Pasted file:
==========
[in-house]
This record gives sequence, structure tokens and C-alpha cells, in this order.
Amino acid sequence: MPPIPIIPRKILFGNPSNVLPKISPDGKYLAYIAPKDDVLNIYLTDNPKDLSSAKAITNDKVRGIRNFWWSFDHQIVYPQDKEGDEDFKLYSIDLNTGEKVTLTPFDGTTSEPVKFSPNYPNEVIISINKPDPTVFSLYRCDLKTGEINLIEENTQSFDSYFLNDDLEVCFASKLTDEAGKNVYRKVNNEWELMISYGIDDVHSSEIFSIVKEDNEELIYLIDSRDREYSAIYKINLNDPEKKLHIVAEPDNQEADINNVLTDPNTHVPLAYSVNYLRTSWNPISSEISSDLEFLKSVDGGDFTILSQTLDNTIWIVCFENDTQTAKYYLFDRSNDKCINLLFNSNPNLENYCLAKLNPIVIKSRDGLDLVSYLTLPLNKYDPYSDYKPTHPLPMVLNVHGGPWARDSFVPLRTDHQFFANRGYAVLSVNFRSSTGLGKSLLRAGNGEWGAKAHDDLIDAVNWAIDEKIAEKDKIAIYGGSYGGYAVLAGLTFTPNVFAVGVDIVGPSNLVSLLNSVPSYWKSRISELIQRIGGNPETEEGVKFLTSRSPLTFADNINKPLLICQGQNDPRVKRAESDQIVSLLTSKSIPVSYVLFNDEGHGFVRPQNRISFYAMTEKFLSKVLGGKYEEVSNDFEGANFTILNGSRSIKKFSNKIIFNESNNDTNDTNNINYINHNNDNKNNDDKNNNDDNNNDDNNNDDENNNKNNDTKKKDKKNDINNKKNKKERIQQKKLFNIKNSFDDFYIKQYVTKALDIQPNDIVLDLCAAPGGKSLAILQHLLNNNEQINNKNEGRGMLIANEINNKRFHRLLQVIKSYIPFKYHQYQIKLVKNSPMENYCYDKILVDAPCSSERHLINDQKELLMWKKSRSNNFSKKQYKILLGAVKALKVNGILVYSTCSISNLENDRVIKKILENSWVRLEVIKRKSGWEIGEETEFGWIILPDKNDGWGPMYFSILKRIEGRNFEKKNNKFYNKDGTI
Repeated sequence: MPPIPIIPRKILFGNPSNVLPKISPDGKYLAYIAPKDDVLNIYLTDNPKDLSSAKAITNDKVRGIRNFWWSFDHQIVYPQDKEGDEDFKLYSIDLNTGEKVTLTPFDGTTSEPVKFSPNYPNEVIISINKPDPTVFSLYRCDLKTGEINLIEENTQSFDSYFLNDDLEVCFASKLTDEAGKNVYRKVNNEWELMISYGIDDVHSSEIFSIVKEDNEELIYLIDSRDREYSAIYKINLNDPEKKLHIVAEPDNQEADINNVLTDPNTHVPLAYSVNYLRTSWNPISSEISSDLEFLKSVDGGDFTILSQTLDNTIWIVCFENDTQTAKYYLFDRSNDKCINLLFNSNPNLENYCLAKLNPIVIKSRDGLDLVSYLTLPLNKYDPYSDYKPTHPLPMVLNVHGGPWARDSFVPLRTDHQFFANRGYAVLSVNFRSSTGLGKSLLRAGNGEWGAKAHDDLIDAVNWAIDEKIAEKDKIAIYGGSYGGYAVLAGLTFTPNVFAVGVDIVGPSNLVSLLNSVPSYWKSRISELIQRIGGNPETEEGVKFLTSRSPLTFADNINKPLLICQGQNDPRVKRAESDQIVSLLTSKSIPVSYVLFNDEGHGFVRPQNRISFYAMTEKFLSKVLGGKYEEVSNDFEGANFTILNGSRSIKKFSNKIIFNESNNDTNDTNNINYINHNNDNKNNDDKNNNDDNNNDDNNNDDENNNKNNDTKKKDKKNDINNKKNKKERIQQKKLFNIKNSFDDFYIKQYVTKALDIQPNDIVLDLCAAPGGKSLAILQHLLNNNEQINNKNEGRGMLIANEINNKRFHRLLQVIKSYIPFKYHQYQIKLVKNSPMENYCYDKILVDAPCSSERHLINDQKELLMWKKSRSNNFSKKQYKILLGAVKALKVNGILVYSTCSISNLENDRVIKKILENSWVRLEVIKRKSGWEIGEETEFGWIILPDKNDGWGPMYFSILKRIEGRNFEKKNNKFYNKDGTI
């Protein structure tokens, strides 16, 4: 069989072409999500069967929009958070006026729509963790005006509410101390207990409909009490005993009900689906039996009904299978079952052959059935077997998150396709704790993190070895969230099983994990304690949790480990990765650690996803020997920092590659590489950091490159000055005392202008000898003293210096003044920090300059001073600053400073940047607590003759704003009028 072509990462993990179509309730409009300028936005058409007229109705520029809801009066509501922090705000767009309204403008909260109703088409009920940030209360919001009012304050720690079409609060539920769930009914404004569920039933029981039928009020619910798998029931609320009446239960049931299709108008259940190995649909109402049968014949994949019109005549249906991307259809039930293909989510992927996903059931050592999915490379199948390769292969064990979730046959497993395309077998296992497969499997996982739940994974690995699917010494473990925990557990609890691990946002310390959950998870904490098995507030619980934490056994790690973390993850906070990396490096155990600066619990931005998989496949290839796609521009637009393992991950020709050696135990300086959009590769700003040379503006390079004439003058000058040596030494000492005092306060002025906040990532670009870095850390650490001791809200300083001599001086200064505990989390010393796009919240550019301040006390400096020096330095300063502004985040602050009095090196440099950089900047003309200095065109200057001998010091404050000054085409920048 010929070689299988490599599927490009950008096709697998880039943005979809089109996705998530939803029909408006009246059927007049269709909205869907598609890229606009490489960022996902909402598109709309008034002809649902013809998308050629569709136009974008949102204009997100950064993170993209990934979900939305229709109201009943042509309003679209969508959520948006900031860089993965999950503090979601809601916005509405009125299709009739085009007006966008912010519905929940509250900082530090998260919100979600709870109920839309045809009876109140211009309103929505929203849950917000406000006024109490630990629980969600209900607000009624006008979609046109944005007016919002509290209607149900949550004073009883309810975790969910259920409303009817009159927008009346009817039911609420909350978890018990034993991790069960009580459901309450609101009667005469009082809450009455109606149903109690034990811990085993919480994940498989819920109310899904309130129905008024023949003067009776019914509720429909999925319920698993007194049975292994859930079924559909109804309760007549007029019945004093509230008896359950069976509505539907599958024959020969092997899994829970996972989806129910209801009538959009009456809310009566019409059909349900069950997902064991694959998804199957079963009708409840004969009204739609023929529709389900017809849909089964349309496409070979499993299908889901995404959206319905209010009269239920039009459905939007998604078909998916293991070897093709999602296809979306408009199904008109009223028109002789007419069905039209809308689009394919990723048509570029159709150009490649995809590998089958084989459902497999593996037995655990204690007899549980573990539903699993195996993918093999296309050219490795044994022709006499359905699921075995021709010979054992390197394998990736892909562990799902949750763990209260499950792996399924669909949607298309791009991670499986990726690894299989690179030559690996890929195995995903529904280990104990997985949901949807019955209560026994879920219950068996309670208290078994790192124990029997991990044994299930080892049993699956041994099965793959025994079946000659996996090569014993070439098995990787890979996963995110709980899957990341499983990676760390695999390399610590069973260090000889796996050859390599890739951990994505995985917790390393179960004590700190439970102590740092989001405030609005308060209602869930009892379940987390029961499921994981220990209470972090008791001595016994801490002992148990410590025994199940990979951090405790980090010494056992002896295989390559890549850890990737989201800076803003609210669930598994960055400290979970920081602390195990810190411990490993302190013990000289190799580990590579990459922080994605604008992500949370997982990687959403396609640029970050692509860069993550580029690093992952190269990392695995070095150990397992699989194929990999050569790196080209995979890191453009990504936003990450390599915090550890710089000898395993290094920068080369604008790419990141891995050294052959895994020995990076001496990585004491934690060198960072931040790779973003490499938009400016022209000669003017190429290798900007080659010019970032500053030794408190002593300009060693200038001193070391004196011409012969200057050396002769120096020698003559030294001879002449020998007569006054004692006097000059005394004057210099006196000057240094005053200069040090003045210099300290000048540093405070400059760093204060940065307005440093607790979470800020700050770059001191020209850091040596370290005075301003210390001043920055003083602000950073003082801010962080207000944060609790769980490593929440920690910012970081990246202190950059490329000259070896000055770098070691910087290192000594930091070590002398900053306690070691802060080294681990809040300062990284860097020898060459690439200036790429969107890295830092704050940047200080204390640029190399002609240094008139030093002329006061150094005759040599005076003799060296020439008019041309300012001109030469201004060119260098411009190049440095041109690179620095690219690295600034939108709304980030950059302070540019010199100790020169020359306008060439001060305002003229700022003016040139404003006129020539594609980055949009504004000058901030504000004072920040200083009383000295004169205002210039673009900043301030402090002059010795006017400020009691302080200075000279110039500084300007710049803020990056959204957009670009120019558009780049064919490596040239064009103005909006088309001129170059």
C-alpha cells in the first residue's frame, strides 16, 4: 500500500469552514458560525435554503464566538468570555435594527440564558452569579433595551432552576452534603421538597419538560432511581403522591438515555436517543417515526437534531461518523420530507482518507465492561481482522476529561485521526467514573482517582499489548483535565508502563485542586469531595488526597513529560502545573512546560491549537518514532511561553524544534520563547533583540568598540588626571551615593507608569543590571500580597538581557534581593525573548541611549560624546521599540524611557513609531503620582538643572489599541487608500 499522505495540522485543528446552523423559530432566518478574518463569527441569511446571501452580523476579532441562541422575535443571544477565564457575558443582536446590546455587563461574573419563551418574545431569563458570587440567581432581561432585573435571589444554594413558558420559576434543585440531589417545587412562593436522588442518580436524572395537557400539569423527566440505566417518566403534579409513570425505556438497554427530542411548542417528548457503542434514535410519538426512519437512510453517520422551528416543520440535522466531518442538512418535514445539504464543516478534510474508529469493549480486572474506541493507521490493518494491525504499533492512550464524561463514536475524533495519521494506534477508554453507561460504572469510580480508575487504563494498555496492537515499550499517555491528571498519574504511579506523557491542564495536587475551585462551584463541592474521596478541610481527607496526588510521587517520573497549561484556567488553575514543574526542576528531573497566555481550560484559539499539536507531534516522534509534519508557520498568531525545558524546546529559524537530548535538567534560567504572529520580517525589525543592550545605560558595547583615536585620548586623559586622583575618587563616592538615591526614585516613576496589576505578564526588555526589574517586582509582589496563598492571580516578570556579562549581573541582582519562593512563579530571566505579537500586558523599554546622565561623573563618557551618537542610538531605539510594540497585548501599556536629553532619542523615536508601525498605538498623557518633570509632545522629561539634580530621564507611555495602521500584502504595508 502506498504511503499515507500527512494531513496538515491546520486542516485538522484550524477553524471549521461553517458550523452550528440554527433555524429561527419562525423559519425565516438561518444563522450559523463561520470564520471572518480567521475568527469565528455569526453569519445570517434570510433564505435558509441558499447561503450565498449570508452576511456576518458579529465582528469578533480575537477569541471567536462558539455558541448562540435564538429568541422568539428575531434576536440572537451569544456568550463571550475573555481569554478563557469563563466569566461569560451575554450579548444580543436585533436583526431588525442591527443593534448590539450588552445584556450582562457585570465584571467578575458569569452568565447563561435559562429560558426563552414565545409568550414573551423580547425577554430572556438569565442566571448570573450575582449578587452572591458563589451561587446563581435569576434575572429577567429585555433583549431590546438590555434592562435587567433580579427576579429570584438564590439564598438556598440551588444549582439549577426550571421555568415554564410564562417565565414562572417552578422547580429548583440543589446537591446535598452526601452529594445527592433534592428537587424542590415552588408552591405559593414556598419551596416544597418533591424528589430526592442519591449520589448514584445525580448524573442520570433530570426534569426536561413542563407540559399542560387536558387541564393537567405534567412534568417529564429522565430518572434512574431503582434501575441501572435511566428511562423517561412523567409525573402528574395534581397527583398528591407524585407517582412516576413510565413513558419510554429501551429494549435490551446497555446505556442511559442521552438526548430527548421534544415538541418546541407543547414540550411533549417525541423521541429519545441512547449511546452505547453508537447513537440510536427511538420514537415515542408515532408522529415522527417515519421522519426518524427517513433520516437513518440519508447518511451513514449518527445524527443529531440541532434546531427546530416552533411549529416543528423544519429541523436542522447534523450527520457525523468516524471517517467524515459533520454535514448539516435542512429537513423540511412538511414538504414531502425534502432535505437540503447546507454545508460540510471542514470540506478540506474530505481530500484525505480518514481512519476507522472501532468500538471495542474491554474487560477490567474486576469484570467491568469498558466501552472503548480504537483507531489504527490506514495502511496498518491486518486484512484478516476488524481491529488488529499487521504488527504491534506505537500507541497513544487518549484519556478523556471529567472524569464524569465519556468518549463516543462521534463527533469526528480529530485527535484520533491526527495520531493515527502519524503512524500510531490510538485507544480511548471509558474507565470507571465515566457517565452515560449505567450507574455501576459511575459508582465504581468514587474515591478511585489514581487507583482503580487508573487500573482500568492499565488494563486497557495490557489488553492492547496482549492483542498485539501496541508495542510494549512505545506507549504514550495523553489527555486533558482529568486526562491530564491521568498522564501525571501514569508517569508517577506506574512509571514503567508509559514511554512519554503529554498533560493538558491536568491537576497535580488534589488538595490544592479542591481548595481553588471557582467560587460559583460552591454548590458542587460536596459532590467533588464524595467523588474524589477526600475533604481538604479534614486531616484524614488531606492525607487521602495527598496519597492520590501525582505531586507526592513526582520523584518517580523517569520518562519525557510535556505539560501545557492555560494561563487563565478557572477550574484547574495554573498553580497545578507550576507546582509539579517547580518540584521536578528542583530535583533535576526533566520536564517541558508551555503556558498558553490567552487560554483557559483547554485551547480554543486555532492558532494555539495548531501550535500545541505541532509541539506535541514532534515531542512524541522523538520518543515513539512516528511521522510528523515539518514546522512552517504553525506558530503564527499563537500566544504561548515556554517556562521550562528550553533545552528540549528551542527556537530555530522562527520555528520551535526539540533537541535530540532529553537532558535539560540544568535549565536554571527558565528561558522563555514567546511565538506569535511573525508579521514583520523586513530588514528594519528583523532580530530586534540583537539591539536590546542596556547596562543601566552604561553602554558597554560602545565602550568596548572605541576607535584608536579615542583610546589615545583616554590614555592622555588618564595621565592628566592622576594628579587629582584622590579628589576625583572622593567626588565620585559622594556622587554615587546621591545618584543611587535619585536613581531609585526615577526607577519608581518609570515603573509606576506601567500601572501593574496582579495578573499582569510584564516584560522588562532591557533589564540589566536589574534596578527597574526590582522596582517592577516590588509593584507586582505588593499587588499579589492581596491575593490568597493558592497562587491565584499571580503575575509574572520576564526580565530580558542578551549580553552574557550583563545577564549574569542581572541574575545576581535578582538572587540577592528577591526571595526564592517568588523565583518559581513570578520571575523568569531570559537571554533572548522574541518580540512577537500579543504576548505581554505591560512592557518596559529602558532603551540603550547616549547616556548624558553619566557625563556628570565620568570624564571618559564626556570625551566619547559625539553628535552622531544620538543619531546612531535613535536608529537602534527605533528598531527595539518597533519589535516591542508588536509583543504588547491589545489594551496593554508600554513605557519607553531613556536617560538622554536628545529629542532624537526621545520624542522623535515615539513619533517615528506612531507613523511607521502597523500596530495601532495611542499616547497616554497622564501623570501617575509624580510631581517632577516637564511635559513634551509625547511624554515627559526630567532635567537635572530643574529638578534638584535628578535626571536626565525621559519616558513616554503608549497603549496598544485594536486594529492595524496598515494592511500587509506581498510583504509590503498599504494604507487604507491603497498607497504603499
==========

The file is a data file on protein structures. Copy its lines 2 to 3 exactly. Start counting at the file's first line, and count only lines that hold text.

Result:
This record gives sequence, structure tokens and C-alpha cells, in this order.
Amino acid sequence: MPPIPIIPRKILFGNPSNVLPKISPDGKYLAYIAPKDDVLNIYLTDNPKDLSSAKAITNDKVRGIRNFWWSFDHQIVYPQDKEGDEDFKLYSIDLNTGEKVTLTPFDGTTSEPVKFSPNYPNEVIISINKPDPTVFSLYRCDLKTGEINLIEENTQSFDSYFLNDDLEVCFASKLTDEAGKNVYRKVNNEWELMISYGIDDVHSSEIFSIVKEDNEELIYLIDSRDREYSAIYKINLNDPEKKLHIVAEPDNQEADINNVLTDPNTHVPLAYSVNYLRTSWNPISSEISSDLEFLKSVDGGDFTILSQTLDNTIWIVCFENDTQTAKYYLFDRSNDKCINLLFNSNPNLENYCLAKLNPIVIKSRDGLDLVSYLTLPLNKYDPYSDYKPTHPLPMVLNVHGGPWARDSFVPLRTDHQFFANRGYAVLSVNFRSSTGLGKSLLRAGNGEWGAKAHDDLIDAVNWAIDEKIAEKDKIAIYGGSYGGYAVLAGLTFTPNVFAVGVDIVGPSNLVSLLNSVPSYWKSRISELIQRIGGNPETEEGVKFLTSRSPLTFADNINKPLLICQGQNDPRVKRAESDQIVSLLTSKSIPVSYVLFNDEGHGFVRPQNRISFYAMTEKFLSKVLGGKYEEVSNDFEGANFTILNGSRSIKKFSNKIIFNESNNDTNDTNNINYINHNNDNKNNDDKNNNDDNNNDDNNNDDENNNKNNDTKKKDKKNDINNKKNKKERIQQKKLFNIKNSFDDFYIKQYVTKALDIQPNDIVLDLCAAPGGKSLAILQHLLNNNEQINNKNEGRGMLIANEINNKRFHRLLQVIKSYIPFKYHQYQIKLVKNSPMENYCYDKILVDAPCSSERHLINDQKELLMWKKSRSNNFSKKQYKILLGAVKALKVNGILVYSTCSISNLENDRVIKKILENSWVRLEVIKRKSGWEIGEETEFGWIILPDKNDGWGPMYFSILKRIEGRNFEKKNNKFYNKDGTI